When my son was young he was diagnosed with what was called a “pervasive language disorder of unknown origins.” It’s hard to remember now, but at an age when other children were having conversations, he would rarely use more than one or two words in a sentence, and questions asked of him, now matter how simple, would go unanswered. He spent a lot of time in therapy, and predictions about his future were often tempered with a gloomy medical skepticism. I always believed he would be all right, however, particularly after what happened one night after a swimming lesson. Like a lot of kids his age (four or so at the time), he liked sweets. Treats, we called them. All sweets were treats, and they were rationed out as stingily as we could. But Sawyer loved them; was passionate about them. An entire day could revolve around the eventual delivery of a promised treat.
One day after a swimming lesson he passed a vending machine and pointed to a bag of iced animal crackers (it was the icing that made them treats, in my estimation). He wanted them. I said no, but he persisted. Dinner’s already cooking, I told him. No treats before dinner. He still wanted them. I’d seen this before. An explosion was coming, an explosion I was not prepared to cope with in public—so I played a little trick. I bought the iced animal crackers, but said I would hold onto them until we were in the car. Once we were in the car, once he was safely and completely secured in his car seat and the windows were rolled up, I sprung my trap. No animal crackers. They’re treats.
He went mad. He screamed an unholy scream all the way home. No matter. I told him he had left me no choice. I told him he knew the rule about treats and why did he think he could break it this night? I kept telling him he knew the rule about treats and he kept screaming. He was still screaming when we got out of the car but I didn’t care. I was right and I was the parent and he was learning a lesson. That was when Sawyer found his voice.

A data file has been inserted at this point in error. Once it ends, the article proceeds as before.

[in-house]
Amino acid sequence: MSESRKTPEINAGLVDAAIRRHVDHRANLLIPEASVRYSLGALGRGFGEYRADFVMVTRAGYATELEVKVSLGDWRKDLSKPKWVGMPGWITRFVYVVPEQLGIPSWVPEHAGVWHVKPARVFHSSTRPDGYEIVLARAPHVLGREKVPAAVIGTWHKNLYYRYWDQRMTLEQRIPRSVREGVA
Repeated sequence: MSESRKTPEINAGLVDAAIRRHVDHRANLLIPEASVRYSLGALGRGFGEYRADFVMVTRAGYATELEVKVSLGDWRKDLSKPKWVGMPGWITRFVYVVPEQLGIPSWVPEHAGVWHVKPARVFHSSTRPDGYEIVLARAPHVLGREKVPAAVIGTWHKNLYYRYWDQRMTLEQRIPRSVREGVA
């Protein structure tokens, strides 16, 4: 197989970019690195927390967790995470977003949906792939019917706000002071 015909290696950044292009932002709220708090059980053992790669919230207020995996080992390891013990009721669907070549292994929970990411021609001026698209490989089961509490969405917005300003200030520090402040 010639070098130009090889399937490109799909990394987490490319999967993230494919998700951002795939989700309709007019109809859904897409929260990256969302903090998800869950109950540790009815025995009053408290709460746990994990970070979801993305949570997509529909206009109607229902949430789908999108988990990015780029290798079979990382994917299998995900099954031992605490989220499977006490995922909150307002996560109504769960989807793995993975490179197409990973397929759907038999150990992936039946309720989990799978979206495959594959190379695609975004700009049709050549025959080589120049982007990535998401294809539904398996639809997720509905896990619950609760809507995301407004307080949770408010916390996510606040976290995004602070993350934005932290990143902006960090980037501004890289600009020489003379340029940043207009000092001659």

“Crackers aren’t treats!”
I was marching toward my back door when I heard it. I turned around. He was standing by the gate to the house pointing an accusatory finger.
“Crackers aren’t treats!” he repeated. “They’re crackers. They aren’t treats. I can have crackers before dinner.”
It was the longest string of words I’d ever heard out of him. He got the crackers. His desire to express what he believed to be the truth finally overrode whatever limitation had strangled his language for the first four years of his life. He would return to his version of silence after he got the crackers, but it was too late. He’d given himself away. Within him dwelled the same desire that dwells in all of us: to share what matters. I knew then it was only a matter of time. Eventually he would understand that everything in life is valuable, is a potential treat, and the worst punishment anyone could impose on themselves is to stay silent on this fact.
If you like the ideas and perspectives expressed here, feel free to contact me about individual and group conferencing.